Pokhara, Nepal

Site Institution
Institute of Social and Environmental Research—Nepal.

U.S. Institution
UC Berkeley, School of Public Health

U.S. Based Mentor

Michael N Bates, MSc, MPH, Ph.D.
Adjunct Professor of Epidemiology School of Public Health.


Local Mentor

Dirgha J. Ghimire, PhD
Executive Director, Institute for Social and Environmental Research, Nepal


Research Areas
Health effects of household air pollution exposure
Health impacts of heavy load carrying

Site and Background
Our research facility in Pokhara city, Kaski District, Nepal, is run by the Institute for Social and Environmental Reseach—Nepal (ISER-N).  It includes:

  • Study headquarters, a 3-storey house from which the staff operate.  The building has been fully equipped with office equipment, including desks, tables, chairs, filing cabinets, computers and a refrigerator for samples.  We have installed a generator and storage batteries with an inverter to ensure electricity supply during the frequent periods (half the day or more) that electricity supply is not functioning.
  • A team of 12 well-trained staff, comprising a local study manager, 4 interviewer/phlebotomists, 3 air pollution measurement technicians, 2 drivers, an office assistant and a security guard.
  • A van and a jeep to transport staff into the field-the van for urban travel and the jeep for rural areas.
  • An extensive range of equipment for monitoring appliance usage and air pollution, mainly particulates and carbon monoxide. Equipment includes ToxiRAE real-time, electrochemical carbon monoxide sensors; the UCB-PATS (Particle and Temperature Sensor); RTI MicroPEMs , a small particulate sampler with integrated real time and gravimetric PM2.5 monitoring capabilities; iButtons, small, data-logging thermometers, used as Stove Use Monitors (SUMs); and gravimetric pumps, cyclones, and Teflon filters.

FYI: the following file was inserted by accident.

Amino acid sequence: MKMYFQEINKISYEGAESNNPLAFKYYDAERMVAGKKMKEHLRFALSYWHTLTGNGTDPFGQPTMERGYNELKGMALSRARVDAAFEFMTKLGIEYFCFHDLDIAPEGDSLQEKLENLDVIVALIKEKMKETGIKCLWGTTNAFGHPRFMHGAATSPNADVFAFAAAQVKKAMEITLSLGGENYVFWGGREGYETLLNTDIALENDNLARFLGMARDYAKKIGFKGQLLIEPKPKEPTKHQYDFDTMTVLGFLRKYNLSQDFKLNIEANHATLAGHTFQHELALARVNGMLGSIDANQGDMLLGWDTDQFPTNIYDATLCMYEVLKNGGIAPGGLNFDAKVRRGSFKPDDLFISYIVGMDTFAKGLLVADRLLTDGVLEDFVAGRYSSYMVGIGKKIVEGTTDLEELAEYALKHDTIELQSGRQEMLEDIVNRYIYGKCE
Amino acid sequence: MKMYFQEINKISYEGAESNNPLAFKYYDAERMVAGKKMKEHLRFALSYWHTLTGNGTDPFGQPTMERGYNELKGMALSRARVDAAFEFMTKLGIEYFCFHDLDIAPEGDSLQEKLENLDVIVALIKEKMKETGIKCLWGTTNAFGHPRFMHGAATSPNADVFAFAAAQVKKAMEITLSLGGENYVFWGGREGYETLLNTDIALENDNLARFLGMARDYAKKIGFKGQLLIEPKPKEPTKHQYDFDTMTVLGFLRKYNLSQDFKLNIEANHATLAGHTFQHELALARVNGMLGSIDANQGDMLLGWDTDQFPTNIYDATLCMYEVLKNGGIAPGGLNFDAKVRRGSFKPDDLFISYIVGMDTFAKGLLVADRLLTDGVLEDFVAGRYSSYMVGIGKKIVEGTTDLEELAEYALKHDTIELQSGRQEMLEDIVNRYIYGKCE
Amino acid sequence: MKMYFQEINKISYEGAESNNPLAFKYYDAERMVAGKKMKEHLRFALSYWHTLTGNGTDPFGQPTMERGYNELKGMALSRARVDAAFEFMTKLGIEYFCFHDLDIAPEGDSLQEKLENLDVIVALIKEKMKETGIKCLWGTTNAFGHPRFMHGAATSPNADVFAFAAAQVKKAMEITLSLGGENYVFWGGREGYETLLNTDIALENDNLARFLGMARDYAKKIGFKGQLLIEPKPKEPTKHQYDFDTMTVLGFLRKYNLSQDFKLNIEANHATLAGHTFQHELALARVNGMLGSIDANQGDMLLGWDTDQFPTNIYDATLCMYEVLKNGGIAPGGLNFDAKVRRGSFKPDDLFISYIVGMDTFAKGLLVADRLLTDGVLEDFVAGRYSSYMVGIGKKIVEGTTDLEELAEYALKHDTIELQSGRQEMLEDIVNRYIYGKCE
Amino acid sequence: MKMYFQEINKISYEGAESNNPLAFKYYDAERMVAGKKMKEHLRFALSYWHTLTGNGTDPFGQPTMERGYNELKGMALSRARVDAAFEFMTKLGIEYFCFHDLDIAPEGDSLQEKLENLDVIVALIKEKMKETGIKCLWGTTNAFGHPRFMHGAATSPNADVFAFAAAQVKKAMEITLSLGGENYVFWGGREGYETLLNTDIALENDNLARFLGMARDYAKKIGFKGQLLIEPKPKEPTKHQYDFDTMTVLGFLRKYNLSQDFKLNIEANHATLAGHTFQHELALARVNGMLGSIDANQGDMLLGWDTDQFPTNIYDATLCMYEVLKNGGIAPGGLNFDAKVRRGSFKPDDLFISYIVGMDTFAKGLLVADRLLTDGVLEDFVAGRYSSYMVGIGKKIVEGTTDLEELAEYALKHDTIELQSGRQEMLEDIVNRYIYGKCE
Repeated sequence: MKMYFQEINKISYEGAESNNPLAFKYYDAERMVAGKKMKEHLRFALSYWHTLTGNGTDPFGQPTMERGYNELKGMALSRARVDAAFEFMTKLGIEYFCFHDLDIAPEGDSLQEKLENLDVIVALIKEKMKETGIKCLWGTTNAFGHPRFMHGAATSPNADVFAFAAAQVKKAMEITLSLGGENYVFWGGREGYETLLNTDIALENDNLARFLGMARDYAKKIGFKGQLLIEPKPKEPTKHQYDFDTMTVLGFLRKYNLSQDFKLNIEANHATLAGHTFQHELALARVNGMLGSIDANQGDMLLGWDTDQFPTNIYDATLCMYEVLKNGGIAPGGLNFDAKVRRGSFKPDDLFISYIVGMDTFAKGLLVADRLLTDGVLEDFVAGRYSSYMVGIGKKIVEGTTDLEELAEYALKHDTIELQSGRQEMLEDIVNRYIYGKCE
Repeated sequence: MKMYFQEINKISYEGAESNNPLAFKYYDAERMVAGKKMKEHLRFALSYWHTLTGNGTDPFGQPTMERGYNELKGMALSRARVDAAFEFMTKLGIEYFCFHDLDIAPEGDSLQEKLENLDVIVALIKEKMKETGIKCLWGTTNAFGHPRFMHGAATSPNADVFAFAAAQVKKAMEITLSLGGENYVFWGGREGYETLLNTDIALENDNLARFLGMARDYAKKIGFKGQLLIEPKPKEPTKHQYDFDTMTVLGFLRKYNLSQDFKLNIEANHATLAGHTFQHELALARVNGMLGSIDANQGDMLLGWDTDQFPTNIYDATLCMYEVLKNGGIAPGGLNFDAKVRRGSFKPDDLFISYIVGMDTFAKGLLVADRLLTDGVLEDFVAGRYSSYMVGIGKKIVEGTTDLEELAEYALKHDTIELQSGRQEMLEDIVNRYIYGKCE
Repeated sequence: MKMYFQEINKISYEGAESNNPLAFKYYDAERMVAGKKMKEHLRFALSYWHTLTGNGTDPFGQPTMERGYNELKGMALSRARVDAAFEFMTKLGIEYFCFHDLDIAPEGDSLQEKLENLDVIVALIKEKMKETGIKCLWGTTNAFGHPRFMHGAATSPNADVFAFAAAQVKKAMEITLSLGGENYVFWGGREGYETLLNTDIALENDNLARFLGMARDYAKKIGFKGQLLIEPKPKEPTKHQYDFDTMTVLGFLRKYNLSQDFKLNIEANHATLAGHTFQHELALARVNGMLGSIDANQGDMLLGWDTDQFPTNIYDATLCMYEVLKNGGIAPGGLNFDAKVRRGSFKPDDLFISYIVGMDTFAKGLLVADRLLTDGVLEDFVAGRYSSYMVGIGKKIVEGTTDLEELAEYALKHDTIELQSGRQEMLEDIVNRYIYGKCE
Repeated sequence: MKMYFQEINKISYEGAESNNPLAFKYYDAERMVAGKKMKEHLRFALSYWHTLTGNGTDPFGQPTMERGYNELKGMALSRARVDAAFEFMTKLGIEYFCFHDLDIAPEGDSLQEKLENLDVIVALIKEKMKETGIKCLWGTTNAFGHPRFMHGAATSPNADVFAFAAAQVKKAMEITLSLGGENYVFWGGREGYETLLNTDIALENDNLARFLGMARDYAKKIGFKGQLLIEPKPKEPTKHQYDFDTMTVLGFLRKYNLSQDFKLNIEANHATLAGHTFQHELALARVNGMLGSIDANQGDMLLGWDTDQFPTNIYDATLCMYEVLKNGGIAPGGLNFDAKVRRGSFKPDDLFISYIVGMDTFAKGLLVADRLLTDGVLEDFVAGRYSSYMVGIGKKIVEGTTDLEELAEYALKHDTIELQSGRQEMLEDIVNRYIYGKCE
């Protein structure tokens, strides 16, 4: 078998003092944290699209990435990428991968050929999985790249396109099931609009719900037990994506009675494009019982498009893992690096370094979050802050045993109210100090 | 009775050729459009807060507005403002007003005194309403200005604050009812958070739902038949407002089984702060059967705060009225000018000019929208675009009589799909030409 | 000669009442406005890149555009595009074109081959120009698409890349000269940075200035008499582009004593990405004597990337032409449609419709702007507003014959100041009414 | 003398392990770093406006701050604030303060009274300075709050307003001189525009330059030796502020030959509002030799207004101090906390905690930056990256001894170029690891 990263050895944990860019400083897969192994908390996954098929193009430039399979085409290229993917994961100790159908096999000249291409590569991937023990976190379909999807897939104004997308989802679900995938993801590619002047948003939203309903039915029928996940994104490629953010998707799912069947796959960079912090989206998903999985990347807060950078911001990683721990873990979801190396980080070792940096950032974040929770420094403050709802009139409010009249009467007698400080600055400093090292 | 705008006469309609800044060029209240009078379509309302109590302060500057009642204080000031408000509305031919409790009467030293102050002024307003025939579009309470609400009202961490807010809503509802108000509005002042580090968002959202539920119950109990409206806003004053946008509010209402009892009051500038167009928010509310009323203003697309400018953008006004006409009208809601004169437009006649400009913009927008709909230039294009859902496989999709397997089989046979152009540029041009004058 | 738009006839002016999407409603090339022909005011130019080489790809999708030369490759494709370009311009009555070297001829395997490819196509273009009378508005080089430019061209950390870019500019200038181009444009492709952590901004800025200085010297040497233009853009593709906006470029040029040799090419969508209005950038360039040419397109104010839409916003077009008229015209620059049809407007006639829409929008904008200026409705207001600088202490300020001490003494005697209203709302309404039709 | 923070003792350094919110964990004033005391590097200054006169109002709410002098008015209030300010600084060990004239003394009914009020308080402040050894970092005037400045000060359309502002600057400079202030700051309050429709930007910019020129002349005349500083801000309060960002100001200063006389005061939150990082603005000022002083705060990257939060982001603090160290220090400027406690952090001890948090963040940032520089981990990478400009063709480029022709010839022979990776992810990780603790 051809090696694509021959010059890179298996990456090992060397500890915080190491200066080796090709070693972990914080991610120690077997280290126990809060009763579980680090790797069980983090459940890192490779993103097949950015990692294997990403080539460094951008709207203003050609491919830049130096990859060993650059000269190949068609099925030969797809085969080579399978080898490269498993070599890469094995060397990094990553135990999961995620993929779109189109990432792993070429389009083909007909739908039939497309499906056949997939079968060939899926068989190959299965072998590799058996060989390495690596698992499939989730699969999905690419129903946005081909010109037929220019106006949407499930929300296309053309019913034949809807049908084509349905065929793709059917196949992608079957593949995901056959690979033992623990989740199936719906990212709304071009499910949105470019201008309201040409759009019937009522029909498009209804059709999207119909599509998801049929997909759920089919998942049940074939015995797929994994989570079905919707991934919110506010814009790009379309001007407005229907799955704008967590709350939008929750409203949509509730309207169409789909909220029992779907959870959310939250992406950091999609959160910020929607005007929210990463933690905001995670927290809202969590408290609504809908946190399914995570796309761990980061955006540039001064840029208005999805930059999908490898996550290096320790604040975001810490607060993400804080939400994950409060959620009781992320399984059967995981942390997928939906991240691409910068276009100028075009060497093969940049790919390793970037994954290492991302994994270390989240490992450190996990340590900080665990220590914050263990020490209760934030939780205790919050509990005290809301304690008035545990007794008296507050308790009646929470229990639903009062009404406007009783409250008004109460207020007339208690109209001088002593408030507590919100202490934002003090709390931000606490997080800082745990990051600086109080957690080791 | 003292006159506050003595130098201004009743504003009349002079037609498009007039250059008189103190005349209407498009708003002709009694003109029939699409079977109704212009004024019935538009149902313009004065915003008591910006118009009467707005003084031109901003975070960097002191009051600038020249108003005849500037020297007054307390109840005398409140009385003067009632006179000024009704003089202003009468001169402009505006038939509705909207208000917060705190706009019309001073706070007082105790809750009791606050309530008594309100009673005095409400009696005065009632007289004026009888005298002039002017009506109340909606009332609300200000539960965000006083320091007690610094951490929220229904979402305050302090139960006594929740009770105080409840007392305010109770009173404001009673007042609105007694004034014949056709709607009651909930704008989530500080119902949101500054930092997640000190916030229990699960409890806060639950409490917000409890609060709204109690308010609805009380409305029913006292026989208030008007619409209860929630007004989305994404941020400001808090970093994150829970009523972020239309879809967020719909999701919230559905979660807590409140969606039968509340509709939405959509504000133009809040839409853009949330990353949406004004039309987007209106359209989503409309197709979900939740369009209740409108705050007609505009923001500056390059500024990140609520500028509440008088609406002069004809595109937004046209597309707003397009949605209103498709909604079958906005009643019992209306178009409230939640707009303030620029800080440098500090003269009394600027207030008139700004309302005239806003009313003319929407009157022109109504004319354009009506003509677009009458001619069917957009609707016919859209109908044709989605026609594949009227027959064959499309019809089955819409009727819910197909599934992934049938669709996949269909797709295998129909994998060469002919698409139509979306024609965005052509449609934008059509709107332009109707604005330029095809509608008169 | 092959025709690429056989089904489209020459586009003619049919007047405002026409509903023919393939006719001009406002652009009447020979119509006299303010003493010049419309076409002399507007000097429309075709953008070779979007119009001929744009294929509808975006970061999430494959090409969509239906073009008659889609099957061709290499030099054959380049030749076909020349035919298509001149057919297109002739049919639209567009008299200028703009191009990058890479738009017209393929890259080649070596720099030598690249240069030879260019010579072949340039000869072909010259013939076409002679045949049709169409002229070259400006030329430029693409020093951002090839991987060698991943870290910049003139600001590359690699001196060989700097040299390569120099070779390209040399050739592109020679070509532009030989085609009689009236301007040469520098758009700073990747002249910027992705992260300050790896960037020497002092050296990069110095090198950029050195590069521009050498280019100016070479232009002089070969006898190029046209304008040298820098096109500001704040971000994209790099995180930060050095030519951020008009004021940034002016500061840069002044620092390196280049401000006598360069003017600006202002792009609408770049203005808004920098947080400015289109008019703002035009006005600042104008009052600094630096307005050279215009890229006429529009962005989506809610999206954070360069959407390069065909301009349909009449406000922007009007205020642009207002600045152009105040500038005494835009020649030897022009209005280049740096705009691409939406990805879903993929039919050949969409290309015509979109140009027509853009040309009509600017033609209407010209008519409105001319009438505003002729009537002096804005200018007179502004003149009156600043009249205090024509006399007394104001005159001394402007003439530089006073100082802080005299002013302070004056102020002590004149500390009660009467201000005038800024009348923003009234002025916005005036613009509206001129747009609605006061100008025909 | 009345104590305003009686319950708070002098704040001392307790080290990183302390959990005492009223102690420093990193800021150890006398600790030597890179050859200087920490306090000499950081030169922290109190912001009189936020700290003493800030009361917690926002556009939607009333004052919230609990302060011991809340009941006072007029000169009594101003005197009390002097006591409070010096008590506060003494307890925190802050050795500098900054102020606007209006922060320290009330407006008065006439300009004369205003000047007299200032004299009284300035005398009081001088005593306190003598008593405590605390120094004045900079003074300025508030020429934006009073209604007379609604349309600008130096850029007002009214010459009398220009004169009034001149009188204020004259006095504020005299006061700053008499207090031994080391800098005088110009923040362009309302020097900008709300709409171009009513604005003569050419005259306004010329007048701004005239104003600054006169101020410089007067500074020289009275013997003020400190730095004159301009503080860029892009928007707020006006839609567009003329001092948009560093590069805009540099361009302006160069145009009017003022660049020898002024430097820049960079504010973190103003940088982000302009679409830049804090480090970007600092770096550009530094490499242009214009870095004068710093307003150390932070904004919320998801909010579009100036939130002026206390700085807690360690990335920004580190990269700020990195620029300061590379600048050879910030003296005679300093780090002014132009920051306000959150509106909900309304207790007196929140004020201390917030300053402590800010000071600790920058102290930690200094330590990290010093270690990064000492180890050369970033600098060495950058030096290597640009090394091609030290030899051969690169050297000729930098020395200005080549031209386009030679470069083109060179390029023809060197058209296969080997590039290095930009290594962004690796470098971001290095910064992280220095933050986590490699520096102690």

• Well-developed relationships with local community leaders, public health system officials, and Manipal Teaching Hospital.

Current and Planned Projects

  • A case-control study of the relationship between household air pollution and both pulmonary tuberculosis disease and TB infection.  Field work for this study has been continuing since 2012 and aims to recruit 650 TB cases and 1,300 controls.
  • A case-control study of age-related macular degeneration and household air pollution, which aims to recruit 300 cases and 300 controls.  This study will begin in late 2015 and is in conjunction with the Department of Ophthalmology at Manipal Teaching Hospital.
  • A cross-sectional epidemiologic study primarily focused on the relationship between household air pollution and cataract and dry eye disease in 900 women aged 40-70.  This study will begin in late 2015 and is in conjunction with the Department of Ophthalmology at Manipal Teaching Hospital, Pokhara.
  • We have recently been funded by the Global Alliance for Clean Cookstoves to carry out a study of cardiopulmonary effects of household air pollution.  This study will be conducted in conjunction with the cross-sectional study of eye diseases.
  • We are also interested in carrying out projects to investigate the health impacts of carrying heavy loads.  This is related to our research on household air pollution, because women often carry heavy loads of firewood to their homes.  Because the road system is not very well developed in Nepal, it is very common for people, both men and women, to carry very heavy loads using a namlo, a band looped over the forehead, often carrying a basket, called a doko, on the back.  There has been little investigation of the health impacts of this practice.  However, we would like to investigate its relationship with uterine prolapse, a very common condition among Nepalese women, and with back pain, a major cause of disability in the world.

GHES fellowships conducted at these sites:
2017-2018 Hridaya Devkota, MPA, PhD